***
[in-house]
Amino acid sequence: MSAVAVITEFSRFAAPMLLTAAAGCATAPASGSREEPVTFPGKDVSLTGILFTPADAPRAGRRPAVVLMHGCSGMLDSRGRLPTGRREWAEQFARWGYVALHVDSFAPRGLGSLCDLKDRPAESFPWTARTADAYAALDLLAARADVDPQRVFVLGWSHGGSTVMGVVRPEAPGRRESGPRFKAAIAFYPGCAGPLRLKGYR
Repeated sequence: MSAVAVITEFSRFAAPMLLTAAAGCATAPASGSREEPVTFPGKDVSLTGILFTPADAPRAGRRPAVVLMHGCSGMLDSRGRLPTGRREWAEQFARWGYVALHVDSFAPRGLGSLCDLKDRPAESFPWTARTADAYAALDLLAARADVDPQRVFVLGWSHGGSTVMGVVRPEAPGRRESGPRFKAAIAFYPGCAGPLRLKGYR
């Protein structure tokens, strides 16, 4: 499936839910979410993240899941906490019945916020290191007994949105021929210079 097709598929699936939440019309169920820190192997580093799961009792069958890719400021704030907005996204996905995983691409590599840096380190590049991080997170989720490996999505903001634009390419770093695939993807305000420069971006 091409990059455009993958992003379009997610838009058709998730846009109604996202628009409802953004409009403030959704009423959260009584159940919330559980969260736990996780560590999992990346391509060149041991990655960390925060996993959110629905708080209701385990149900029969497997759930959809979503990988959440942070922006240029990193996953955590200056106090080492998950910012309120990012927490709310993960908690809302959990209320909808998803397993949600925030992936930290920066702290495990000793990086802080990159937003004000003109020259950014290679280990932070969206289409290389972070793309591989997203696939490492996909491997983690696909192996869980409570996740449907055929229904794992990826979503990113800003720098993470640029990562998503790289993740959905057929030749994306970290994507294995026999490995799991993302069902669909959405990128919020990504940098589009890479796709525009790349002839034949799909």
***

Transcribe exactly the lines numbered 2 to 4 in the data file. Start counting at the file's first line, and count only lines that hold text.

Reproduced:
Amino acid sequence: MSAVAVITEFSRFAAPMLLTAAAGCATAPASGSREEPVTFPGKDVSLTGILFTPADAPRAGRRPAVVLMHGCSGMLDSRGRLPTGRREWAEQFARWGYVALHVDSFAPRGLGSLCDLKDRPAESFPWTARTADAYAALDLLAARADVDPQRVFVLGWSHGGSTVMGVVRPEAPGRRESGPRFKAAIAFYPGCAGPLRLKGYR
Repeated sequence: MSAVAVITEFSRFAAPMLLTAAAGCATAPASGSREEPVTFPGKDVSLTGILFTPADAPRAGRRPAVVLMHGCSGMLDSRGRLPTGRREWAEQFARWGYVALHVDSFAPRGLGSLCDLKDRPAESFPWTARTADAYAALDLLAARADVDPQRVFVLGWSHGGSTVMGVVRPEAPGRRESGPRFKAAIAFYPGCAGPLRLKGYR
């Protein structure tokens, strides 16, 4: 499936839910979410993240899941906490019945916020290191007994949105021929210079 097709598929699936939440019309169920820190192997580093799961009792069958890719400021704030907005996204996905995983691409590599840096380190590049991080997170989720490996999505903001634009390419770093695939993807305000420069971006 091409990059455009993958992003379009997610838009058709998730846009109604996202628009409802953004409009403030959704009423959260009584159940919330559980969260736990996780560590999992990346391509060149041991990655960390925060996993959110629905708080209701385990149900029969497997759930959809979503990988959440942070922006240029990193996953955590200056106090080492998950910012309120990012927490709310993960908690809302959990209320909808998803397993949600925030992936930290920066702290495990000793990086802080990159937003004000003109020259950014290679280990932070969206289409290389972070793309591989997203696939490492996909491997983690696909192996869980409570996740449907055929229904794992990826979503990113800003720098993470640029990562998503790289993740959905057929030749994306970290994507294995026999490995799991993302069902669909959405990128919020990504940098589009890479796709525009790349002839034949799909």